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Greenpeace: Environmental Movement Can Do Better in Africa

By Bruno Gaston

International Editor 

April 23, 2009, 12 a.m. - Greenpeace responded to charges in the hip-hop community that environmental advocates have neglected Somalia and there is a double standard for Africa when it comes to environmental activism. 

John Hocevar, oceans campaign director for Greenpeace, spoke to Redding News Review after listening to hip-hop journalist and activist, Davey D, discuss the position of environmental advocacy groups amid reports of illegal dumping of nuclear waste and overfishing off the country's coastline in an interview with Somali-Canadian rapper K'Naan. 

Responding to a question about whether or not environmental groups saw the issue as equally important, K'Naan said: "What's really the sad thing about Somalia and Africa in general when it comes to these kinds of progressive movements you have in the west and in the U.S. such as the green movement, the environmental culture and so on....once it's black, green doesn't really matter so much anymore." 

Hocevar says although Greenpeace has done work in West Africa, he says K'Naan has a point.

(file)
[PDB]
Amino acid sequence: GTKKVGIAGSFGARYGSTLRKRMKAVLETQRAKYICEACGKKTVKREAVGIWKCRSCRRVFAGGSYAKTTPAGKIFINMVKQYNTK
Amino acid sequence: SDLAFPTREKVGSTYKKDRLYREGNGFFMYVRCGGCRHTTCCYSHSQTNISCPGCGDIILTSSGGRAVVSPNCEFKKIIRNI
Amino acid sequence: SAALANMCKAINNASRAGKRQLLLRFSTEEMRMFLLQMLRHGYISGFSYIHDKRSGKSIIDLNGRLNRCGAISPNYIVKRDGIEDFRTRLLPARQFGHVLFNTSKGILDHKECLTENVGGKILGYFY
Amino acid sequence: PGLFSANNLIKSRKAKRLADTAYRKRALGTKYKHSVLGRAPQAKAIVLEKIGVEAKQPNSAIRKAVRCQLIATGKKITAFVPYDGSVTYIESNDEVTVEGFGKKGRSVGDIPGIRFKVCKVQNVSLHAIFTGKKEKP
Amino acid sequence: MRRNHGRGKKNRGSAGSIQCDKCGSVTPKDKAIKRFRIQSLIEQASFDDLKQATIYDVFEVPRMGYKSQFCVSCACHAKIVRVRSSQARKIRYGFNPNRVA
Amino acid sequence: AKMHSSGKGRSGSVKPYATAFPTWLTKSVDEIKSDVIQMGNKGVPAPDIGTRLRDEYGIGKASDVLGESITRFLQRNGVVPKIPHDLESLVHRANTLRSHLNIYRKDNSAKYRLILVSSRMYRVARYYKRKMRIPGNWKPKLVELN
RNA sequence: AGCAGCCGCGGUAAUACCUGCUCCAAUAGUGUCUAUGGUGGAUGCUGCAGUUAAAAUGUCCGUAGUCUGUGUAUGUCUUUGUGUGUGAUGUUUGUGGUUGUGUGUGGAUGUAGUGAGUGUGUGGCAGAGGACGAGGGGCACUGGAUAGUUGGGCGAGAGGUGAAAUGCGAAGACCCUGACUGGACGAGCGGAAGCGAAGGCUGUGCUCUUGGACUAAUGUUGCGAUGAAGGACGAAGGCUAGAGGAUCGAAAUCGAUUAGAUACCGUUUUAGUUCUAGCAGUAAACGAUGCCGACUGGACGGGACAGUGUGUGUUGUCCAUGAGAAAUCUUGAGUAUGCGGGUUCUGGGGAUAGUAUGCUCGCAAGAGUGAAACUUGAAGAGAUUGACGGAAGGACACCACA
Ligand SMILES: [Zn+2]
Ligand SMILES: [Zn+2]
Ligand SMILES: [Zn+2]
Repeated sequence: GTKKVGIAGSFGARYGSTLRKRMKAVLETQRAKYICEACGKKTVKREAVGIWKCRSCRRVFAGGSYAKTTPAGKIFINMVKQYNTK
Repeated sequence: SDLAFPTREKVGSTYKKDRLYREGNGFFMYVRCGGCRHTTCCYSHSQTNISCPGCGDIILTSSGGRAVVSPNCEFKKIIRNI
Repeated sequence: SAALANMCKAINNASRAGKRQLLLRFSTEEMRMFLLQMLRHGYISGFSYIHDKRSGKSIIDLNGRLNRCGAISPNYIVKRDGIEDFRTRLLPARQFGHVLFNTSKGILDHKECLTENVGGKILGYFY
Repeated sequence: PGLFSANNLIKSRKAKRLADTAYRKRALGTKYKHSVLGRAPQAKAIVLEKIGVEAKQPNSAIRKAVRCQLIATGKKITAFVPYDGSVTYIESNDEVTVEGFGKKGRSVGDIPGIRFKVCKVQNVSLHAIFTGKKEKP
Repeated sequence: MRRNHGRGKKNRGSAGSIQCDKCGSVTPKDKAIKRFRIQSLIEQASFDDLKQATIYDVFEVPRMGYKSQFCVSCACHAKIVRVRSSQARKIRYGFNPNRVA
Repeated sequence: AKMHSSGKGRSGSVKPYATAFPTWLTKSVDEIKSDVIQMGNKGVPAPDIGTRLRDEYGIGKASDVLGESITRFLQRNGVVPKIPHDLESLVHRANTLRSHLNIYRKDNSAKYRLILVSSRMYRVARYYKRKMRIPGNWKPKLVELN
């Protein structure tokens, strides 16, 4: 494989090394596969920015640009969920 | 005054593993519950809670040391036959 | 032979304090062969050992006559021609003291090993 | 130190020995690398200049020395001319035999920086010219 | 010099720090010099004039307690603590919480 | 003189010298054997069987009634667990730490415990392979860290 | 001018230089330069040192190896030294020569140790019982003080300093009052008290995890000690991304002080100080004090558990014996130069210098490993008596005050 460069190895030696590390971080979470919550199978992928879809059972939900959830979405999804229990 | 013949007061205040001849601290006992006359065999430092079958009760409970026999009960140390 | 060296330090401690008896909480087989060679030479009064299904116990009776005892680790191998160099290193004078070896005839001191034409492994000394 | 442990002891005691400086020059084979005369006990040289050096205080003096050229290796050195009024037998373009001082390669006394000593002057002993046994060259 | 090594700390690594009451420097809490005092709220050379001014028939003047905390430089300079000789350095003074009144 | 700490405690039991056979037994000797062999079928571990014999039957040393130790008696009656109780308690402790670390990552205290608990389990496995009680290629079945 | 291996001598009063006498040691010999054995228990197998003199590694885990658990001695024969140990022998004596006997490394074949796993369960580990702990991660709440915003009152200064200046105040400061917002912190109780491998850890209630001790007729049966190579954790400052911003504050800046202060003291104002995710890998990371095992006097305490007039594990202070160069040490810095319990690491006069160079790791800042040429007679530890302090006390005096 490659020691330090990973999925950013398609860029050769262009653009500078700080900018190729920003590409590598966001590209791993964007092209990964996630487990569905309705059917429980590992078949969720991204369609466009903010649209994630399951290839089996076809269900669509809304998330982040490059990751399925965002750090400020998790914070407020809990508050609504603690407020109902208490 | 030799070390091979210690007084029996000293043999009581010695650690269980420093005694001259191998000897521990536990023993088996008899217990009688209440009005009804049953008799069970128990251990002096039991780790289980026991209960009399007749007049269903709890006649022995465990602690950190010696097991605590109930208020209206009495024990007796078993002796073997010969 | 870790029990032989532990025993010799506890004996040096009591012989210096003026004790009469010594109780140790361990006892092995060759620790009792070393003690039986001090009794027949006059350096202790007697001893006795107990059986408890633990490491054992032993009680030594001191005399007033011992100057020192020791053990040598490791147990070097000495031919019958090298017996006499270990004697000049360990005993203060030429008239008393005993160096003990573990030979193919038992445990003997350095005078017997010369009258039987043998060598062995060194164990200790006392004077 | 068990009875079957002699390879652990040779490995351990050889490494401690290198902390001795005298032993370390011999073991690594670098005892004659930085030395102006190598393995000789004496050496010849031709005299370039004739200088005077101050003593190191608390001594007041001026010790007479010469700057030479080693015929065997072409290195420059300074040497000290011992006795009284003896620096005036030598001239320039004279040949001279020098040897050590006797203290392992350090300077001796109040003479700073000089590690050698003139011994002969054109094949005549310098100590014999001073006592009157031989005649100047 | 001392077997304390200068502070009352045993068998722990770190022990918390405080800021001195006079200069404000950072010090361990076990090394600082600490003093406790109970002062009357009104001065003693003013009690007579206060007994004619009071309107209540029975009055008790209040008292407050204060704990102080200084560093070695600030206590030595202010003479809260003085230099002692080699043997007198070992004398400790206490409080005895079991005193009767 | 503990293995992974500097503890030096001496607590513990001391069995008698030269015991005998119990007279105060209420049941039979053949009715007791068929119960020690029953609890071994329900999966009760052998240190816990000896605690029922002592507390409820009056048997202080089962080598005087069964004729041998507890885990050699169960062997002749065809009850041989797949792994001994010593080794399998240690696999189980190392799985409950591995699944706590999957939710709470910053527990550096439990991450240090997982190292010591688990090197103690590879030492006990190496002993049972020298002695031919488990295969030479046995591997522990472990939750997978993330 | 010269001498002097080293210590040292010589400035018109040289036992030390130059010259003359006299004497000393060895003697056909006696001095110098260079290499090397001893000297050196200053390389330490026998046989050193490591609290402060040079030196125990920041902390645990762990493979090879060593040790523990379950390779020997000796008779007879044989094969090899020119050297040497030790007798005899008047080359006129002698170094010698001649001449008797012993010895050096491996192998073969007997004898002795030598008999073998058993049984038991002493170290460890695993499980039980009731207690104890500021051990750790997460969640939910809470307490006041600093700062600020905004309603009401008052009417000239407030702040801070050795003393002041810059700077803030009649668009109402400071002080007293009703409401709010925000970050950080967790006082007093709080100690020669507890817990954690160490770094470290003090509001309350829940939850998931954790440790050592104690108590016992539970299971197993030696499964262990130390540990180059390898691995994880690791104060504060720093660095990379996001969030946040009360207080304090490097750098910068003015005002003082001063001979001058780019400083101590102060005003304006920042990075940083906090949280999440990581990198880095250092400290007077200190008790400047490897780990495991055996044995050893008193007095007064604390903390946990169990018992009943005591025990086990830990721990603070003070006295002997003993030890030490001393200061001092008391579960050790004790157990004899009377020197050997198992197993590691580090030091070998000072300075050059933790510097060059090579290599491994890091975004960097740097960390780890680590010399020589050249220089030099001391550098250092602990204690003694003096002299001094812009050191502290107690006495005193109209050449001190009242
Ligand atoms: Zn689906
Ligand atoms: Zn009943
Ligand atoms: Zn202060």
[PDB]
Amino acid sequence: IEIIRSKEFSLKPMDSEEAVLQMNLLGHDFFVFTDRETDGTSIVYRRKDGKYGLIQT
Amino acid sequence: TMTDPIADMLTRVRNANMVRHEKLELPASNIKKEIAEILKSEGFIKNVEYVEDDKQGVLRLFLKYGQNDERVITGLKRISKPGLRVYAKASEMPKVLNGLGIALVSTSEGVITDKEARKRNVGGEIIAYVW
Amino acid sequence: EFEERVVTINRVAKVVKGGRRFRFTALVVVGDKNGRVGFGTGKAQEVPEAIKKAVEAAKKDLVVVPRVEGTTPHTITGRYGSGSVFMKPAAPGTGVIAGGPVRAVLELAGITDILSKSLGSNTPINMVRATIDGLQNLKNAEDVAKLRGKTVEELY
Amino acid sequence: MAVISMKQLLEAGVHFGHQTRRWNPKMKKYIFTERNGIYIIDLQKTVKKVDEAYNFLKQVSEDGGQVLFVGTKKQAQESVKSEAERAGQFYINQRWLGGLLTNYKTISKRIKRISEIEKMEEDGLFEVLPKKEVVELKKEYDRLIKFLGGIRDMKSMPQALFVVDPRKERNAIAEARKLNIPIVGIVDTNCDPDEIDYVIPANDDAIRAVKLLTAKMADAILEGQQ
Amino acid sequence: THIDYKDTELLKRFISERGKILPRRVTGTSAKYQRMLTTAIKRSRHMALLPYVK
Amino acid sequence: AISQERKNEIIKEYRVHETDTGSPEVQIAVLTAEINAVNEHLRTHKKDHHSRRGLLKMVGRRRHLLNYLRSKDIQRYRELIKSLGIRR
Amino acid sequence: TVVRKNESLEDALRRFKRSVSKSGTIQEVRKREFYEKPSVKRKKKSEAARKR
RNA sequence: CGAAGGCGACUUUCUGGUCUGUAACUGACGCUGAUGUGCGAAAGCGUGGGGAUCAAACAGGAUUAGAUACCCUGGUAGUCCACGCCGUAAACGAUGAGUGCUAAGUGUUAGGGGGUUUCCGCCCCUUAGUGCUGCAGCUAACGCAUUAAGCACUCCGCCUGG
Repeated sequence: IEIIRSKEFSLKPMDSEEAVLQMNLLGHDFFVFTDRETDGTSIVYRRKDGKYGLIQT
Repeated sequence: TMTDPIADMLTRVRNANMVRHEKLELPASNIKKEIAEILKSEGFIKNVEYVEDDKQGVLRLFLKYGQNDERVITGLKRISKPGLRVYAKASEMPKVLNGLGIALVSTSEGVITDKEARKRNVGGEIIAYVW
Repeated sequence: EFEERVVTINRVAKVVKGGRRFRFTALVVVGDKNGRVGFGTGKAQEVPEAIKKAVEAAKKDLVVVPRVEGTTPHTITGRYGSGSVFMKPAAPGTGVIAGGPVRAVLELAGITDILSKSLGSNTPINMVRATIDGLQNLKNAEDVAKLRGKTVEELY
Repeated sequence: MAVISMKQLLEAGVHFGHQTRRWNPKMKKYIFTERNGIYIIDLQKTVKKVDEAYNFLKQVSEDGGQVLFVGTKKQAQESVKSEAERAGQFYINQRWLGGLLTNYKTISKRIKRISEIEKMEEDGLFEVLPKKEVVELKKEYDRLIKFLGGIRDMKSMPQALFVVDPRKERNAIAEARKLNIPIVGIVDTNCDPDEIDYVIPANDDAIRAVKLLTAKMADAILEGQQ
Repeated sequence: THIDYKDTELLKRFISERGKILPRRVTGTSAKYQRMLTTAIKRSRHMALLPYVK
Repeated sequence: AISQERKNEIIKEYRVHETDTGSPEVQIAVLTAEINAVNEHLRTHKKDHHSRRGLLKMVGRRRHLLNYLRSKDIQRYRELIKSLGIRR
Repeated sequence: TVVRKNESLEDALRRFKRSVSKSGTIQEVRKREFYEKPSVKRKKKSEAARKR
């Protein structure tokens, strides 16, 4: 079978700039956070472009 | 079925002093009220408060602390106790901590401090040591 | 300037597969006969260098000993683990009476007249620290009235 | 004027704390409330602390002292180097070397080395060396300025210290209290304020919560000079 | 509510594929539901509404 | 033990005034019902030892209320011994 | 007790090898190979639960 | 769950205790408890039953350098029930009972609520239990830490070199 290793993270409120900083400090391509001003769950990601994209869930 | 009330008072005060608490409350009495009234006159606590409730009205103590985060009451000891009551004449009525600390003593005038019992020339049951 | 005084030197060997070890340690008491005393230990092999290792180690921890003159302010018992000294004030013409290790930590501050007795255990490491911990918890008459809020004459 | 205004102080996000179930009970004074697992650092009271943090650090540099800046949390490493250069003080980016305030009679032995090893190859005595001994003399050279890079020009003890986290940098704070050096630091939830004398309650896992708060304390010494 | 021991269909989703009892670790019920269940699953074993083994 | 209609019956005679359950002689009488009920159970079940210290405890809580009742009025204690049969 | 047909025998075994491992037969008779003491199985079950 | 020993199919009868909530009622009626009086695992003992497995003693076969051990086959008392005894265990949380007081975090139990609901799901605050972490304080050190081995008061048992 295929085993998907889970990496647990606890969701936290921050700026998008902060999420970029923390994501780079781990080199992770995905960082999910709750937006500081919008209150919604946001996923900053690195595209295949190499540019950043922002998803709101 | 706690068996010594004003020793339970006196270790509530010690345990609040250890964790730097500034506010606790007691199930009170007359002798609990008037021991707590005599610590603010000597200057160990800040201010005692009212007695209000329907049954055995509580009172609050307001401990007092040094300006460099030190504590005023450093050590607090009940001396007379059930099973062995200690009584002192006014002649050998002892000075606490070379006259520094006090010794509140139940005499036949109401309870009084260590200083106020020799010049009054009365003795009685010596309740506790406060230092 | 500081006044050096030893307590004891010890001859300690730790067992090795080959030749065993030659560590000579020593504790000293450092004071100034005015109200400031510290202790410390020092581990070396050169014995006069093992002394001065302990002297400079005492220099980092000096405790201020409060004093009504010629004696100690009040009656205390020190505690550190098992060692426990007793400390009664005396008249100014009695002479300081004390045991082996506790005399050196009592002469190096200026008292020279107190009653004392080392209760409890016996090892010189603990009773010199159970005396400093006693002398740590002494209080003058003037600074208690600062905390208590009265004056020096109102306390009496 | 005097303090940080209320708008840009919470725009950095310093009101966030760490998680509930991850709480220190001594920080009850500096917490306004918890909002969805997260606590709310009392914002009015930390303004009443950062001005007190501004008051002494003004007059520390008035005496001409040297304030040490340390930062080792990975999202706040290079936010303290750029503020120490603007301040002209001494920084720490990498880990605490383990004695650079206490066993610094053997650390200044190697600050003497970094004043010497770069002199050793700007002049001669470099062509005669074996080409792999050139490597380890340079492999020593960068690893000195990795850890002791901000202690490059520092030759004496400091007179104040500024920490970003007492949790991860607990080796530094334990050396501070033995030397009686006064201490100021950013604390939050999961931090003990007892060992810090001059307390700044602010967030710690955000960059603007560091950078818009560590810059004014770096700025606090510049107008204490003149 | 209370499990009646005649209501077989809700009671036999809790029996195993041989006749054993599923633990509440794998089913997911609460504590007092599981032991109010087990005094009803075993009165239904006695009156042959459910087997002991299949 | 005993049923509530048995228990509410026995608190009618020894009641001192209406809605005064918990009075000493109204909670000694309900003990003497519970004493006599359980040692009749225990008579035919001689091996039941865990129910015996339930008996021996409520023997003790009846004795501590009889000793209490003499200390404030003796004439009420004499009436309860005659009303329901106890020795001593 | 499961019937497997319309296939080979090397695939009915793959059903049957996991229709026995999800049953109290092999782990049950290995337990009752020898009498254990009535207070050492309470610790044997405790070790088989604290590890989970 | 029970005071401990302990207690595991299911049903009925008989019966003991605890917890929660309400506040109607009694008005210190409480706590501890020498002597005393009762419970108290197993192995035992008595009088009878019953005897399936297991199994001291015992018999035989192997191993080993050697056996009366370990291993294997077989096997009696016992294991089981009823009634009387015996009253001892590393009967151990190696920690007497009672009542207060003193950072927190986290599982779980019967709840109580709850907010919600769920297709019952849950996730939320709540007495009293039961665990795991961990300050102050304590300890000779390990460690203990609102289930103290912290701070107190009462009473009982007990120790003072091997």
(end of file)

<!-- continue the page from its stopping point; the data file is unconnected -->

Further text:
"It's hard to dispute the fact that a lot of the environmental movement has not given proper attention to Africa," Hocevar said. "At the same time, I think it's fair to say that a pretty big focus of Greenpeace's work has been in the developing world particularly from the oceans campaign with pirate fishing. For example, one of the main priorities of our organization is called the Stolen Fish campaign." 

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The news comes after a report from the International Maritime Bureau that piracy attacks have almost doubled in the first quarter of 2009 compared to the same period in 2008, largely due to Somali pirate activity. Monday, a Somali teenager arrived in a New York federal court for charges that he helped hijack an American cargo ship two weeks ago. U.S. Secretary of State, Hillary Clinton announced plans to prosecute Somali pirates and freeze their assets after the incident. 

"We are looking at and facing an environmental disaster, affecting the entire region of Eastern Africa....the home of the world's birthplace basically," K'Naan also said. "This [nuclear waste] could have major consequences on the environment and human lives for generations to come."

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